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  After receiving my new Jackson Kayak Cuda, I began to formulate how I wanted to rig it for the kind of fishing that I do.  Usually the first thing I consider is an anchor trolley.  I mainly fish inshore waters from South Carolina to Northern Florida that have their fair share of tidal current and winds.  An anchor trolley is a must for proper kayak positioning in these conditions to target a given area effectively.  Using the wind and/ or tidal current you can articulate the anchor trolley and transition your kayak where it points in a desirable direction.

   There are many different kinds of anchor trolley set-ups.  Some are nearly the length of the kayak and some are shorter, some use basic single pulleys/ carabineers/ or inline pulleys, some are tied to an O-ring and some are sewn to the O-ring.   On this kayak I have chosen to use one existing anchor point for the anchor trolley and create another.  I sewed and shrink wrapped the sewing connections to give it a clean appearance and snag free performance.  I give credit for this design to Mr. Kayak Bass Fishing himself, Chad Hoover.

Here’s how it came together:

First I located the rear bungee that is utilized to strap rods down (it is located on either side of the kayak behind the seat)  and threaded a ¼” bungee through the existing bungee attachment point.  I then added a single pulley and tied the bungee in a knot, securing the pulley to the anchor point.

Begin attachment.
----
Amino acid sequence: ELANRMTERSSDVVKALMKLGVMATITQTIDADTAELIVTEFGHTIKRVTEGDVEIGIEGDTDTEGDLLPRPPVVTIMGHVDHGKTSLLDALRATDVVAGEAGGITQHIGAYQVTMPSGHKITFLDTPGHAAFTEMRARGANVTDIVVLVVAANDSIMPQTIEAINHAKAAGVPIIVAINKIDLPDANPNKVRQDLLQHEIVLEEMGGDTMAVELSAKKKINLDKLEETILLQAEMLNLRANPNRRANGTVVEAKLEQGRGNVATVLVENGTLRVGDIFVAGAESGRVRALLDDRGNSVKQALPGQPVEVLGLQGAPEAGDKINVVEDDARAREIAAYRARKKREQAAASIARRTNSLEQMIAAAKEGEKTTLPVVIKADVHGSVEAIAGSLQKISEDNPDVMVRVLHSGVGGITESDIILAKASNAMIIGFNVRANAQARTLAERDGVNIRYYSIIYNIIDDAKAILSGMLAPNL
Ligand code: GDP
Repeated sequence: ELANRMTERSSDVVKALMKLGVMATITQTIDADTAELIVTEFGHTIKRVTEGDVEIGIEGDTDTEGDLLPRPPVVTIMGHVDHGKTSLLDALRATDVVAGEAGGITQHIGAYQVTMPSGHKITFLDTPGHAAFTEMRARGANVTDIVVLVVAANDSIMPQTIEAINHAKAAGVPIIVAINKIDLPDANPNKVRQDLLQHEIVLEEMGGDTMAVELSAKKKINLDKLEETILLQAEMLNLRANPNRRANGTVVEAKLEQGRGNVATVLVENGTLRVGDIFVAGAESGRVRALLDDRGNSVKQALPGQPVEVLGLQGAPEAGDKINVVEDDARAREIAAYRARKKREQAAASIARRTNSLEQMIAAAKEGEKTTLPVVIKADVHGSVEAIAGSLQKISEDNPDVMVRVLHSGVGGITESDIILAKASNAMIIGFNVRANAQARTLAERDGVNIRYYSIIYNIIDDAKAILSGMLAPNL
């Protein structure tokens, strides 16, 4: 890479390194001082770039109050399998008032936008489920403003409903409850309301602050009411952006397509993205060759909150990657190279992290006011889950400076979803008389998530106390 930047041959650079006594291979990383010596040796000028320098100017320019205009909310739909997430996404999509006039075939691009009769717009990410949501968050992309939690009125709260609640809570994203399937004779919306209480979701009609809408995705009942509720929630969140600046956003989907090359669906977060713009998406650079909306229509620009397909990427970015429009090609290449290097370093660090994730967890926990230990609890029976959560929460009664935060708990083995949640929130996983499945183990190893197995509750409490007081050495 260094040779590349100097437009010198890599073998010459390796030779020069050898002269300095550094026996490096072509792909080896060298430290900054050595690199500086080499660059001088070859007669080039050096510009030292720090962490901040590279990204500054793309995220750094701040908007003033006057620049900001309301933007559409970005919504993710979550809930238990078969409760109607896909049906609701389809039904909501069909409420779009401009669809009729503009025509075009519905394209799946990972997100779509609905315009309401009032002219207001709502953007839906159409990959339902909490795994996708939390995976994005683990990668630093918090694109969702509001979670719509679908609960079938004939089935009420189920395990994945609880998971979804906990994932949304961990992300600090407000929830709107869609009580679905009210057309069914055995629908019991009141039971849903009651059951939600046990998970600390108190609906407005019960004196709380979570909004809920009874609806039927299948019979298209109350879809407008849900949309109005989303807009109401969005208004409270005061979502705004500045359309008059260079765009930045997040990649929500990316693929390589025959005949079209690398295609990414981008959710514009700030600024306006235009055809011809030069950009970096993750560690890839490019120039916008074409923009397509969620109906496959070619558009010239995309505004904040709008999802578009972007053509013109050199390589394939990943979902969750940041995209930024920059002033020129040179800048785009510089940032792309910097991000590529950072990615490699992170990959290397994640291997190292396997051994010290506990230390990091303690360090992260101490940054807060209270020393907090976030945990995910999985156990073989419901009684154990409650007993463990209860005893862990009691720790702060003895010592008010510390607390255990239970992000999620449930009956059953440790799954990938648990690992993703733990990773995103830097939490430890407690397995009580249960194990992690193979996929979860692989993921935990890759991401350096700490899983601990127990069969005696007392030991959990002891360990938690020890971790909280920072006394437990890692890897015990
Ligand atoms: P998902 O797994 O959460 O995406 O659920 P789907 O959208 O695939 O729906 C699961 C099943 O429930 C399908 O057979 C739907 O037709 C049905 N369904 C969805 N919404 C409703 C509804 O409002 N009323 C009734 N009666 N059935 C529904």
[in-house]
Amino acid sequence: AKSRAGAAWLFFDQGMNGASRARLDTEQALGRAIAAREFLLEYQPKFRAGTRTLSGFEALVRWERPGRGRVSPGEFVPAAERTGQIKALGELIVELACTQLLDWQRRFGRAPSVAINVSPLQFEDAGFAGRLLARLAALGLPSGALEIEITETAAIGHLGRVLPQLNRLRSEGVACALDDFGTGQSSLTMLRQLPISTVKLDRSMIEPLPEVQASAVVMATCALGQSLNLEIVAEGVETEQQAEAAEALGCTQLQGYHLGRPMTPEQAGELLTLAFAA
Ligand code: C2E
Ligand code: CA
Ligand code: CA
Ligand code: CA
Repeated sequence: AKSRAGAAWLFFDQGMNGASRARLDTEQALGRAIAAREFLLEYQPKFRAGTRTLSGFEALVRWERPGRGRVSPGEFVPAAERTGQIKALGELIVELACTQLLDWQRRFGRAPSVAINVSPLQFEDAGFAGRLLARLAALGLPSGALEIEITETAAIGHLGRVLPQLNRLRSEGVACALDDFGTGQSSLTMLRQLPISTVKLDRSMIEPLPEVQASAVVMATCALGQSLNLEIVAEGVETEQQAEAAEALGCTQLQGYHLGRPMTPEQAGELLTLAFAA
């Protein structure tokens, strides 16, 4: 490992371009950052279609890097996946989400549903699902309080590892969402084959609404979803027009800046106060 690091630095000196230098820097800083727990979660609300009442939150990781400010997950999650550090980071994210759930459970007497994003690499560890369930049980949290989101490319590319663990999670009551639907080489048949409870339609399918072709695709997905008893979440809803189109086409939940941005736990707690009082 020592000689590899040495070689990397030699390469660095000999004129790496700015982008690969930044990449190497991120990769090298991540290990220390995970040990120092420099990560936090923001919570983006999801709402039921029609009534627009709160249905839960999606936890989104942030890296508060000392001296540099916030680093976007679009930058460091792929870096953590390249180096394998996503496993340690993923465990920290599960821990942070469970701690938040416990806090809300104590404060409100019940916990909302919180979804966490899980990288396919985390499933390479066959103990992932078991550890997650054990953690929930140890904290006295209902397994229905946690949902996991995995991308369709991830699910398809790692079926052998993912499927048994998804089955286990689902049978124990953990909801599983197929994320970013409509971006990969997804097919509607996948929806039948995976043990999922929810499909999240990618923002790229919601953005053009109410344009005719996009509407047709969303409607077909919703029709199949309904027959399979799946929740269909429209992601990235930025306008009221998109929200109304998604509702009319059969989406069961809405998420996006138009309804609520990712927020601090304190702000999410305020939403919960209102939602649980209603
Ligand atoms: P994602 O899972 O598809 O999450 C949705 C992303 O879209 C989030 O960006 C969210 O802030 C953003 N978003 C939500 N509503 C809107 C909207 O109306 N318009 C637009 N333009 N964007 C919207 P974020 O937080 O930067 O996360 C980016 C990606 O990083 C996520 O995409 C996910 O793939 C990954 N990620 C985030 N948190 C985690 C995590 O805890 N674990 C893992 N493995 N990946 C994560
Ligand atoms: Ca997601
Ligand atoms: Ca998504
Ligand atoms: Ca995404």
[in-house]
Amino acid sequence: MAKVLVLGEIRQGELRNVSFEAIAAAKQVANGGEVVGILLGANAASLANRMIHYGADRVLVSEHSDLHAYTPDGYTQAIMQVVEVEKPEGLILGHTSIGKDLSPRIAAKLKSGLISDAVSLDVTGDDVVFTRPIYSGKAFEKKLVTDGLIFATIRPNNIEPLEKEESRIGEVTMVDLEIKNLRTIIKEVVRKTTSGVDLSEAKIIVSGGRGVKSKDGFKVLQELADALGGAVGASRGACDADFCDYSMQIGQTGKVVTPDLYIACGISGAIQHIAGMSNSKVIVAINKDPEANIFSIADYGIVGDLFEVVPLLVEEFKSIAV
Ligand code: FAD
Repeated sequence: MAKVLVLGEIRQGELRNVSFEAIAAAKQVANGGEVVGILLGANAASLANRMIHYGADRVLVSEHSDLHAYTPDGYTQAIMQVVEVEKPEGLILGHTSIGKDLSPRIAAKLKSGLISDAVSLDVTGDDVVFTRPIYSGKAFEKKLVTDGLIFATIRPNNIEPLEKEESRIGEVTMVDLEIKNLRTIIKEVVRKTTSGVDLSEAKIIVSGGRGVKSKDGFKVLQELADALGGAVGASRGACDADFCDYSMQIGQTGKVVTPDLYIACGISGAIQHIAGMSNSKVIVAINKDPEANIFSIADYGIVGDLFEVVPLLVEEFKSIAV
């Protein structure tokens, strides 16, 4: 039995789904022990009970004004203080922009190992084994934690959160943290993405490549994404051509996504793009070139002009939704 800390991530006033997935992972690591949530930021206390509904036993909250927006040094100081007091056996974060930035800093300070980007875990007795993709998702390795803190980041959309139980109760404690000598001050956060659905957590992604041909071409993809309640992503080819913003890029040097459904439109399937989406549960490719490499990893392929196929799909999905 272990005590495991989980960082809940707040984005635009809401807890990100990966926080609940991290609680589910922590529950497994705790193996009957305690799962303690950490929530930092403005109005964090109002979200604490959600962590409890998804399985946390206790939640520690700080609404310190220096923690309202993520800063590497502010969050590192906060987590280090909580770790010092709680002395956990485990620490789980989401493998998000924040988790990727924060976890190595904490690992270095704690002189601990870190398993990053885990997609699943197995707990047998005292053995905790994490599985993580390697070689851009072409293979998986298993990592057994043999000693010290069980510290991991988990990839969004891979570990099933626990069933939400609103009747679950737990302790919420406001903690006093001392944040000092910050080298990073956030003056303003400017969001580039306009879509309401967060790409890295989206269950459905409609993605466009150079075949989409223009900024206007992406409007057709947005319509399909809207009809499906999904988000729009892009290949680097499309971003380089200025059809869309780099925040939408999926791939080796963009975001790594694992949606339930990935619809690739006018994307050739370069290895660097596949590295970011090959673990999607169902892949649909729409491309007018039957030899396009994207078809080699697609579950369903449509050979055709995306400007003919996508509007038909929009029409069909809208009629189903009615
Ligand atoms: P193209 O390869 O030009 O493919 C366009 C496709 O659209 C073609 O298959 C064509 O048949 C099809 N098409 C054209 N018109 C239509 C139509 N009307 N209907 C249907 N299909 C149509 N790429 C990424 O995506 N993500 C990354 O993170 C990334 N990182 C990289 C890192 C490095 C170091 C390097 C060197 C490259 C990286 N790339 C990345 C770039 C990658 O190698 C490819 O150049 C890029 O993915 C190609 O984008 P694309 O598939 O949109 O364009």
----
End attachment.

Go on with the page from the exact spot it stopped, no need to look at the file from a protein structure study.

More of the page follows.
Since I like my anchor trolley’s somewhat shorter than most do, I marked a location just forward of the rod stagers to place a padeye for my forward anchor point.  I drilled two 3/16” holes (using the padeye as a guide).  I opted for screws to attach the padeye, using washers and nylock nuts on the inside.


Prior to attaching I added a small dab of silicone to seal the holes.

Using a piece of 4mm reflective deck line, I attached a stainless steel ring and threaded it into each pulley and back to the ring.  Since my trolley will be sewn and shrink wrapped, I inserted a piece of 3/8” shrink wrap on the line and placed the line around the O-ring.

I sewed the line together using doubled thread, tied it off, and pulled the shrink wrap over the sewn portion.


I untied the other side of the O-ring, added another piece of shrink wrap, and pulled the line together until the bungee material at the pulleys were taught.  I sewed the line together and pulled the shrink down over the sewn area.


Using a heat gun, I shrunk both wraps until I could see the impressions of thread and it was tight fitting on the line.

The anchor trolley can be pulled out away from the kayak when anchored off by the force of the wind or current, but it can only go as far as the bungee will let it.  When you undo your anchor the trolley pops back into place, leaving a clean looking and functional piece of kayak fishing equipment.

**Using marine grade stainless steel or nylon O-rings and stainless steel attachment nuts and screws will considerably lengthen the life of your set-up**